When Mark Castellano auditioned to become the organist of the Colorado Avalanche
in 2016, the New York City native didn't have a lot of hockey experience under his belt.
"I played 'Charge' and other ones, and I thought it was just pretty fun to do the things that I had thought an organist would play after watching baseball for many years. I did not think that I was going to get that gig at all," says the 44-year-old Castellano, who auditioned at what was then the Pepsi Center after having attended his first professional hockey game just a few months before.
But the Avalanche staff liked Castellano so much that he was hired on the spot.
"I learned pretty quick. It became way more interesting and way more fun, and I became an avid hockey fan after that," Castellano says. "It’s been really fun to watch these guys go this far."
And like the team, he's now set to play the Stanley Cup Finals, as the Avs take on the Tampa Bay Lightning
at Ball Arena on Wednesday, June 15.
Castellano moved from New York to Colorado in 2008 with an undergraduate studio composition and jazz degree from SUNY Purchase in hand. He then enrolled at Metropolitan State University of Denver
and earned a master's degree in music education.
Castellano soon landed a job teaching music to middle and high school students at Alameda International in Lakewood. But after teaching for a while, he was ready for a career change.
"I started looking on Indeed, and I found that there was an organist job available," Castellano says.
After his successful audition, Castellano took over as organist for the Avalanche at the start of the 2016-2017 season.
Mark Castellano has an impressive view from his organist booth.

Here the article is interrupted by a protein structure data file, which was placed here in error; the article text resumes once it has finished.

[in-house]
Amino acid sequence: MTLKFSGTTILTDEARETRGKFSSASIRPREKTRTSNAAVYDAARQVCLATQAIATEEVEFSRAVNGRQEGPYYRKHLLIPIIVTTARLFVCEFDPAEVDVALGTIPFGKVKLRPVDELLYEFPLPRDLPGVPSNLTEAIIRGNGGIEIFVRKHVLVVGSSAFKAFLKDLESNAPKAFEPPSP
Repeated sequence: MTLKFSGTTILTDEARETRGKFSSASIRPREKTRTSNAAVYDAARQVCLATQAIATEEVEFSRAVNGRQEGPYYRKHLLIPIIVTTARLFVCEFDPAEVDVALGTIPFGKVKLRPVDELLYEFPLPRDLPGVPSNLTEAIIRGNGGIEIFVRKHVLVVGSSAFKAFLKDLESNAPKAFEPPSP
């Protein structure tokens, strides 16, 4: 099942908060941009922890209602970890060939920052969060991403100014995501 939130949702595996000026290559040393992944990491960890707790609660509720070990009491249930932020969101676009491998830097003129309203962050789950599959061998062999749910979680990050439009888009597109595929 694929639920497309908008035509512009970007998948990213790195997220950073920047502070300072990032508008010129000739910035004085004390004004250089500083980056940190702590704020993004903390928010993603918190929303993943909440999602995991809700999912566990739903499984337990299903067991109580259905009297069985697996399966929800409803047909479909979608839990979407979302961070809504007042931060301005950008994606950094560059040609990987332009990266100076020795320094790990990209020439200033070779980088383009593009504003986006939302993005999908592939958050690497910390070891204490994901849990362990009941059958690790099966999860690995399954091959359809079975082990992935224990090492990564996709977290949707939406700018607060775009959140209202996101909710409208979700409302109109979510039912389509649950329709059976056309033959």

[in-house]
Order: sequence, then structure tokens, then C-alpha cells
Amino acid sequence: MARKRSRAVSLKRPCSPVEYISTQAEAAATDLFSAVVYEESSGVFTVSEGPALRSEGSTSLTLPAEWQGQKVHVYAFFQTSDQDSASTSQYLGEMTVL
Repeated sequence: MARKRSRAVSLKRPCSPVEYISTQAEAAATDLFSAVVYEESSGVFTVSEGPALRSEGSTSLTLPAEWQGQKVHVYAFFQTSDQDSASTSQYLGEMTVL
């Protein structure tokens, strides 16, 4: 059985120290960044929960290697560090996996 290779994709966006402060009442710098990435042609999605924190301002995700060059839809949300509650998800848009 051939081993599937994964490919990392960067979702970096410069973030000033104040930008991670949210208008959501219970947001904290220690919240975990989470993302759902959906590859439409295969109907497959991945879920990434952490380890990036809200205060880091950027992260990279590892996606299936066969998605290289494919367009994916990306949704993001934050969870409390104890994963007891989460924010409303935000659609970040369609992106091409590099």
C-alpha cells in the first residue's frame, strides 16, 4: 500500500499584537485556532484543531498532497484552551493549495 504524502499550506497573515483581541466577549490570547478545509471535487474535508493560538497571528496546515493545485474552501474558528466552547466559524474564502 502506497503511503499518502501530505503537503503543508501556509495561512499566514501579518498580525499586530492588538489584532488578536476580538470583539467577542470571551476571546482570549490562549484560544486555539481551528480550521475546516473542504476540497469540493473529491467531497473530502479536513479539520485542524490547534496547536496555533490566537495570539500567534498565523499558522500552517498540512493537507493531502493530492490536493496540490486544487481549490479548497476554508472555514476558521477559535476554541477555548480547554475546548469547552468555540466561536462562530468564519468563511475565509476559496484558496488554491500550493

Courtesy of Mark Castellano
"It was pretty dead in there," Castellano says of the atmosphere at the Pepsi Center. "The Avalanche weren’t doing the greatest back then. It was a great time for me to get my feet wet."
And to educate himself about hockey. "It was like learning about what’s an icing and when to play," Castellano recalls. "I learned a lot of minor songs the first couple of years, because we weren’t in a ton of games."
But that changed as the team went from bad to good to great in recent years, in an arena that has filled up with die-hard fans. "This is just off the charts," Castellano says of the atmosphere today. "The decibel level has gone up insane amounts. It’s extremely loud in there now. It’s super fun."
The organist works closely with a director, who decides which performer will be featured next: the drum squad, a DJ or Castellano. "Between the three of us, we’re the music," he says.
Aside from the basic repertoire of "Charge" and "De-fense," Castellano plays a variety of songs, including "Seven Nation Army" and "Blister in the Sun." He'll sometimes throw in theme songs from The Simpsons
or The Addams Family, too.
"Lots of clappy things. My whole thing is getting people and the audience involved. That's my favorite thing about what I do — getting 18,000 people to clap and sing 'Tequila,'" he explains. "'We’re Not Gonna Take It' is another good one. They sing along to all that stuff."
Castellano also pays tribute to famous musicians when they pass.
"When Tom Petty died, we played a ton of Tom Petty. When Prince died, I added a bunch of Prince to my repertoire," he says.
At other times, Castellano will collaborate with Bernie, the beloved canine mascot of the Avalanche.
"For years, I've wanted to play 'Don’t Fear the Reaper' on the organ and have Bernie play the cowbell, so we organized it a couple of games ago, and I was like, 'Thanks for making that come true.' It was just some silly ideas that I have, and I'm like, 'Let’s do that,' and people will think that it’s clever," Castellano says.
The Stanley Cup Finals games will be Castellano's last in Ball Arena. After this season ends, he's moving to Philadelphia, where his fiancée is taking a job teaching graduate students in writing at Temple University.
"It's definitely sad," he says. "I'm leaving with a heavy heart, because I really enjoy doing this."
Castellano also does jazz gigs as a guitarist and pianist and teaches music lessons in his spare time. He'll continue that in his new home city, but is focused on vying for a job as organist for the Philadelphia Flyers.
"That would be awesome," he concludes.